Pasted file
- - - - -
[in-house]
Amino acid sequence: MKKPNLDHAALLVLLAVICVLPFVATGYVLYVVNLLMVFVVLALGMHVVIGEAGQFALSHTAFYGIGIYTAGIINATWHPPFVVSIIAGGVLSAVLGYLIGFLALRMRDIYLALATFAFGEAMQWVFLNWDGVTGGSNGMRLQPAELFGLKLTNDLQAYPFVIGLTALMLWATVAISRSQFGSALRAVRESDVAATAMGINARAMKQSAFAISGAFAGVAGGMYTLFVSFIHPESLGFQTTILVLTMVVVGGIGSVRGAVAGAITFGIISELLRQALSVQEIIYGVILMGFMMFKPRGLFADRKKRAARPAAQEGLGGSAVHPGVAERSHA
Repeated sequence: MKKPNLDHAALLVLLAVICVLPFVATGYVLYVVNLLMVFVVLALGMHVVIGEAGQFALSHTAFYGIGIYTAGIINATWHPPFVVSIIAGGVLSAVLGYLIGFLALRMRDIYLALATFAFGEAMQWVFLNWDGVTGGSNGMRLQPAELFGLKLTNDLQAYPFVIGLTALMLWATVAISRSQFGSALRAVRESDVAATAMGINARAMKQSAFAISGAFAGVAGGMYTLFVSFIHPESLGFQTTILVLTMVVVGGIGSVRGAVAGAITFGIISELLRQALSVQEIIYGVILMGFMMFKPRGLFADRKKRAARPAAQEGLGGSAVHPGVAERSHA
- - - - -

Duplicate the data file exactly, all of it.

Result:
[in-house]
Amino acid sequence: MKKPNLDHAALLVLLAVICVLPFVATGYVLYVVNLLMVFVVLALGMHVVIGEAGQFALSHTAFYGIGIYTAGIINATWHPPFVVSIIAGGVLSAVLGYLIGFLALRMRDIYLALATFAFGEAMQWVFLNWDGVTGGSNGMRLQPAELFGLKLTNDLQAYPFVIGLTALMLWATVAISRSQFGSALRAVRESDVAATAMGINARAMKQSAFAISGAFAGVAGGMYTLFVSFIHPESLGFQTTILVLTMVVVGGIGSVRGAVAGAITFGIISELLRQALSVQEIIYGVILMGFMMFKPRGLFADRKKRAARPAAQEGLGGSAVHPGVAERSHA
Repeated sequence: MKKPNLDHAALLVLLAVICVLPFVATGYVLYVVNLLMVFVVLALGMHVVIGEAGQFALSHTAFYGIGIYTAGIINATWHPPFVVSIIAGGVLSAVLGYLIGFLALRMRDIYLALATFAFGEAMQWVFLNWDGVTGGSNGMRLQPAELFGLKLTNDLQAYPFVIGLTALMLWATVAISRSQFGSALRAVRESDVAATAMGINARAMKQSAFAISGAFAGVAGGMYTLFVSFIHPESLGFQTTILVLTMVVVGGIGSVRGAVAGAITFGIISELLRQALSVQEIIYGVILMGFMMFKPRGLFADRKKRAARPAAQEGLGGSAVHPGVAERSHA